WYSIWYG in terms of clearly understanding what code would compile into.
Absolute platform agnosticism with the generalization of instructions shared by different instruction sets. The languages should not know anything about operating systems, but common things like integer arithmetics should be abstracted into objects. Modern instructions should be addressed, such as tensors and brain floats.
Long-term maintainability of programs written in the language. This includes problems of inheritance, function overloading and so on.
As it turned out, a strong foundation for the language is also needed for success. The foundation goals are:
Standardize as much as possible, including:
An implementation binary interface and capabilities.
API documentation format.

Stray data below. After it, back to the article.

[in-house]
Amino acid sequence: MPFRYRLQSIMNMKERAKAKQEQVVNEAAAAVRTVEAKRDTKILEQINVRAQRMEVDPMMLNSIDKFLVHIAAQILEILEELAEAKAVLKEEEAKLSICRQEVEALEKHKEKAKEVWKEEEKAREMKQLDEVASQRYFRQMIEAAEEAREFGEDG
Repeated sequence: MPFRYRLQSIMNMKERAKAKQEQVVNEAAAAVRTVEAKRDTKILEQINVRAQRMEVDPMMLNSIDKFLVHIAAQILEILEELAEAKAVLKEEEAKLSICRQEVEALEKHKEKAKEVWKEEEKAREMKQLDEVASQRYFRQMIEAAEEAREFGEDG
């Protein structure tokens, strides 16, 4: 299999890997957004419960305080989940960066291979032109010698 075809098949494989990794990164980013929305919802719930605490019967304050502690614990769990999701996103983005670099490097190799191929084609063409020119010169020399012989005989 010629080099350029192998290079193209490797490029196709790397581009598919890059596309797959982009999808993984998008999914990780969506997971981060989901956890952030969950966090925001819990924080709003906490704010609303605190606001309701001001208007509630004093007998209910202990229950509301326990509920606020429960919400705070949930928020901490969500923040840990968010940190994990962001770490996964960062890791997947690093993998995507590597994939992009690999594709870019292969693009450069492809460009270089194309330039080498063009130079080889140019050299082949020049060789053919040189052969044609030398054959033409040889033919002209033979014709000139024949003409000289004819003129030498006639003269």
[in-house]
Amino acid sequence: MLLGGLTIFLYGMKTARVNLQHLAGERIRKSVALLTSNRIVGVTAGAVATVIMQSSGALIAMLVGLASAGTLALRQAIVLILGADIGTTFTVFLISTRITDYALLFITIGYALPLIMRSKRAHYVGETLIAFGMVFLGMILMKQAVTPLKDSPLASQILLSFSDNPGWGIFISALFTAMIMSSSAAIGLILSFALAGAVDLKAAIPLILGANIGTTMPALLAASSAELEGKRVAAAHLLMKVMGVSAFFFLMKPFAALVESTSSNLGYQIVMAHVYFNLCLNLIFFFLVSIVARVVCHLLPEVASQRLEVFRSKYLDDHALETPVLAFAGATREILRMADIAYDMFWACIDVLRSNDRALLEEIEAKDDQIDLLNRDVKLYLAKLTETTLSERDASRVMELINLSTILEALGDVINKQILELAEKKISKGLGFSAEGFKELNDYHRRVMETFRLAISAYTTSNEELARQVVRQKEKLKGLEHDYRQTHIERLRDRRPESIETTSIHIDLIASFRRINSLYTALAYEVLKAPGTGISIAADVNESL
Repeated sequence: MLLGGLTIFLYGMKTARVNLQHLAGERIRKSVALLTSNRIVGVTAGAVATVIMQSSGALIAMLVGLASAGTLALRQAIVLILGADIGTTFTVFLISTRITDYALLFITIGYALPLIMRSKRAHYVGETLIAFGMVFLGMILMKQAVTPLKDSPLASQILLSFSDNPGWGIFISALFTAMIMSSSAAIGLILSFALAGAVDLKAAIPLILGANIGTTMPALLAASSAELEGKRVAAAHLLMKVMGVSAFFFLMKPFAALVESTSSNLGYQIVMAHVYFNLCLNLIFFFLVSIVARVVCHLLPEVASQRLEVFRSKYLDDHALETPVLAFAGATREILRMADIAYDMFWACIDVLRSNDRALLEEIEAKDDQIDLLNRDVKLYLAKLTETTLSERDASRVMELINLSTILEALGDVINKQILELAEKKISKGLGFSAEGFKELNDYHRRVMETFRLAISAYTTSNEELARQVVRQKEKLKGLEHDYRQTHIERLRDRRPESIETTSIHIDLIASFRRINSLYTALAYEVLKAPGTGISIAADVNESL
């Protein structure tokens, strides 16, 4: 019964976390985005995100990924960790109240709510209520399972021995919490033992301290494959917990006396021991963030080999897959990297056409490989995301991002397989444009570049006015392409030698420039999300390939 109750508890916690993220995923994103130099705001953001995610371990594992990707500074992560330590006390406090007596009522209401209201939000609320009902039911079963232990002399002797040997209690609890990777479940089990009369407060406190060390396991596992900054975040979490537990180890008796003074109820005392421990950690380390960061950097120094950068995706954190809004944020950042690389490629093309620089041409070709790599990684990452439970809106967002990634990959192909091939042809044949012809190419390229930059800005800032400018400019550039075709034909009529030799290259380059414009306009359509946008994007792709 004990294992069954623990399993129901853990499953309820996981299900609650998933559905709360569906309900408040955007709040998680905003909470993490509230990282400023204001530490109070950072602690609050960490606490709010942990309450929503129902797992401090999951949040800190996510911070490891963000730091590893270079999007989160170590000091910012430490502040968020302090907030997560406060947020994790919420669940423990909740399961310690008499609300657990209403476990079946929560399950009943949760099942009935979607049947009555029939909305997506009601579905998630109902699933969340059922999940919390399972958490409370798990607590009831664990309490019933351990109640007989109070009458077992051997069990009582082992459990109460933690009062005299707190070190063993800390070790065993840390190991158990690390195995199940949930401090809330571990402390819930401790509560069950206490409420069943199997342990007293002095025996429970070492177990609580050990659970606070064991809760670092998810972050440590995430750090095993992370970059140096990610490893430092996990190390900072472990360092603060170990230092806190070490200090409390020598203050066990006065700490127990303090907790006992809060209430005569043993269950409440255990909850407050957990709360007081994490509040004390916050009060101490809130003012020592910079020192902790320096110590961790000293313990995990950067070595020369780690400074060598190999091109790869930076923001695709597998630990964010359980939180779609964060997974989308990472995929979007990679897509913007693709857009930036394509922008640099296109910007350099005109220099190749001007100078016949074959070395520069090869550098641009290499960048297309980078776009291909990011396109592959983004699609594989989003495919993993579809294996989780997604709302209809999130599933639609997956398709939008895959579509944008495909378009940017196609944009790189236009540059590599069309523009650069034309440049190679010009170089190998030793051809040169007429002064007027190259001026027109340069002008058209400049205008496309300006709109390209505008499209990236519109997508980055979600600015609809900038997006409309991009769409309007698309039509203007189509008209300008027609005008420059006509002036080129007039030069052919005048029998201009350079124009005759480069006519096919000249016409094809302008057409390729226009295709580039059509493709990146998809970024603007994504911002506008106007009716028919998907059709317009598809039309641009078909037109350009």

Provide proper funding for the ecosystem, including rewarding package authors. This is where the source-on-demand model could be applied.
Are you ready?
Drum roll intensifies… 🥁
Meet Onyx, the programming language I’ve been working on for a pretty long time now!
Onyx is a general-purpose statically typed programming language suitable both for application and system programming.
Onyx meets all of the goals listed above and even more with the upcoming Onyx Software Foundation. Read more about it in the next Onyx Programming Language article.
In this article, I’ve come to a conclusion that the world needs (yet) another system programming language with a solid foundation and funding of its ecosystem, which would potentially solve all the existing problems.
I have formulated the goals for the new language and its ecosystem and even began working on the implementation, which you can read about more in the next article.